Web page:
Home » Columns » Currently Reading:

Halfway Home for Black Coaches

October 4, 2002 Columns No Comments

Halfway Home

by Brian Strong

“If Mike Krzyzewski can help Tommy Amaker with a career move, then why is it that Lou Holtz can’t seem to help out [his assistant] Charlie Strong?”…

It’s a strong point that was presented to viewers by CBS’ Tim Brando, as he and studio partner Spencer Tillman recently mulled over the progress of minorities in coaching.

On the one hand, Brando’s comment says many negative things about the state of football, one of this country’s two most popular college sports. With all due respect to Tyrone Willingham’s recent coup at Notre Dame, the glaring numbers – 4 black coaches out of 117 – are still nothing short of ugly and an intolerable embarrassment to sports culture and society in general.

On the other hand, a.k.a. the relatively bright side, Brando’s comments do lend a certain deserved amount of credit to the sport of college basketball. Believe me, I know that college basketball, and most sports for that matter, are still not where they could be and will be with regard to hiring black head coaches. As Miami’s Perry Clark said, prior to Indiana’s Mike Davis and Oklahoma’s Kelvin Sampson meeting in last year’s Final Four, “I’m not so sure two minority coaches [in the Final Four] is as significant as some people make it out to be. I think it would be significant if we get to the point where something like this isn’t even noteworthy.”

However, with 93 black men in the top spots at the 324 NCAA division one men’s basketball programs, we should still give credit to the sport of college basketball for cracking open the door. As fans of college hoops, we can take some pride in the fact that twenty-plus years ago, the sport of college basketball allowed high-profile outspoken minority coaches like John Chaney, John Thompson, and Nolan Richardson to take over the spotlight. Those men begat Tubby Smith, Sampson, and Ernie Kent’s (Ore.) generation, who have been followed by Davis, Stan Heath (Arkansas), and the crop of younger guys who are attempting to take things even further today. Meanwhile, the heads of college football programs and their professional equivalents in the NFL continue to make a mockery of the talent and desire to lead that so many black coaches in their sport possess.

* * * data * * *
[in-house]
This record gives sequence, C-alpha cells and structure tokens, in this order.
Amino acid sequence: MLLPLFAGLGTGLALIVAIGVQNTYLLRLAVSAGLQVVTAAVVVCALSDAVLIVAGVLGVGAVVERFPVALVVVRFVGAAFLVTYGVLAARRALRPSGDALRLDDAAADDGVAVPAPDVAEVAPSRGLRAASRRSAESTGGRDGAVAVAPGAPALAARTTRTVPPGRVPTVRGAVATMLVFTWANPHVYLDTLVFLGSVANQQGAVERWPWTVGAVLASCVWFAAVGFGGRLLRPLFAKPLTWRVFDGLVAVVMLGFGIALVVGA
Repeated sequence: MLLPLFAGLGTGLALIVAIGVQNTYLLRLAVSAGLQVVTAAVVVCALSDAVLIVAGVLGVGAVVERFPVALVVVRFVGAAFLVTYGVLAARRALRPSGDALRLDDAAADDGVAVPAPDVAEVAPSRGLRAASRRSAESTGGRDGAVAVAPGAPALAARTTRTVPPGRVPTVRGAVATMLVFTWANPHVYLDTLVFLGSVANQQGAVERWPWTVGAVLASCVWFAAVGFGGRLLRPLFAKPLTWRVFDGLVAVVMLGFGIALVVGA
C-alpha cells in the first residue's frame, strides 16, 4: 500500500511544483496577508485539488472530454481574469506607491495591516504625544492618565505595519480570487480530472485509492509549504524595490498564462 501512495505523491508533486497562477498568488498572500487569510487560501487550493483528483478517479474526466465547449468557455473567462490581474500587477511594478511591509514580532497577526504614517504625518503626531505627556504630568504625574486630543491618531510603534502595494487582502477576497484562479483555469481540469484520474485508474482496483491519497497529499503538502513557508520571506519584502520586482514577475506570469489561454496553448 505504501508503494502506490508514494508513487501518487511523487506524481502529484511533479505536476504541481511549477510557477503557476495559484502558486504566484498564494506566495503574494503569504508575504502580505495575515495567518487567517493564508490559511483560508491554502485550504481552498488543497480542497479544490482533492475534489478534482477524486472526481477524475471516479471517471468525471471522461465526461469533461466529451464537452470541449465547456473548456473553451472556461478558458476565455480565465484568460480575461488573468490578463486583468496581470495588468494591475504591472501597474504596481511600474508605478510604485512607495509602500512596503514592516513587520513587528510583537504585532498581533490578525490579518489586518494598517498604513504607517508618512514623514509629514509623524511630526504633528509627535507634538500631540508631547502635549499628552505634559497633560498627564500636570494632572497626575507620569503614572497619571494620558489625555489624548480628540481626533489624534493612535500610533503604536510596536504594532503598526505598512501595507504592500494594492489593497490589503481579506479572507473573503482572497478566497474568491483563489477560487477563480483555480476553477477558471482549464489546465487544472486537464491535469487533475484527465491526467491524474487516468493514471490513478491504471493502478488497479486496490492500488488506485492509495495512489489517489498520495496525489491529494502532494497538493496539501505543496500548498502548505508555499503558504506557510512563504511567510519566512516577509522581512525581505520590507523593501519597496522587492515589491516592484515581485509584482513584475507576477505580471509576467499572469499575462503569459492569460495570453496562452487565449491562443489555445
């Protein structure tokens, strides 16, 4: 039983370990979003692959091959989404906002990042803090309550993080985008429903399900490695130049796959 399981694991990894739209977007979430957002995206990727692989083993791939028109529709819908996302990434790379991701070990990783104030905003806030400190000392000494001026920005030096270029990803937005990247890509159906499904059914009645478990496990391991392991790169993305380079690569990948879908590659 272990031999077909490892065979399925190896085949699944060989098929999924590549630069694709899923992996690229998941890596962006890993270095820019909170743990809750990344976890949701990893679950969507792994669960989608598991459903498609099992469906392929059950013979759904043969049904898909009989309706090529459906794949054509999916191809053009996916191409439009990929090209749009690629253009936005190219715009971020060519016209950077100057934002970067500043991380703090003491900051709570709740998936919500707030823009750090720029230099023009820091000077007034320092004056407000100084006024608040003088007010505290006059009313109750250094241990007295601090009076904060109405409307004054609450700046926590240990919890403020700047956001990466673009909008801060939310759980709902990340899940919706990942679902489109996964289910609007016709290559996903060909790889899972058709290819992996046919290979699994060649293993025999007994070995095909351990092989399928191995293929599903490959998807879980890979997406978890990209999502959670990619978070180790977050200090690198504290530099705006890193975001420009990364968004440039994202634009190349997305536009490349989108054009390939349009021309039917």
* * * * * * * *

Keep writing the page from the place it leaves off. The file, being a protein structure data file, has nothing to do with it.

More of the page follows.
College basketball, as I said before, it’s not where it could be with this situation, but it’s getting encouragingly closer and closer to the point where black coaches are just plain coaches. They’re still in the business of groundbreaking, but their most important business, which at last check was booming for this group, is in the Elite Eight and Final Four. Davis, Sampson, Kent, and Heath’s teams accounted for half of the squads who were at least one game away from the Final Four last season.

It’s all a steady progression, which has taken black coaches from being stereotyped as just “great motivators” and “great recruiters” to men who have gained respect as a group in this game. And we can hopefully look forward to the day when the National Association of Black Coaches will be able to tone down its aggressive lobbying and I won’t have to write anymore ridiculous columns about how great it is that blacks are doing well in coaching. It will just be the standard.

Conversely, at the rate football’s going – 5% black Division 1-A head coaches in ’95-’96 down to 2% now – football websites won’t be writing a column like this one praising this type of progress in their sport for another twenty years. Athletic directors will either allow their football programs to follow the path that basketball has laid or risk being left in the dust with the Old Boys Network.

So, once again, congrats to college hoops for being ahead of the game. Just make sure to keep increasing the score.


Comment on this Article:

Subscribe to Hoopville

Enter your email address to subscribe to Hoopville


Hoopville Archives

College Basketball Tonight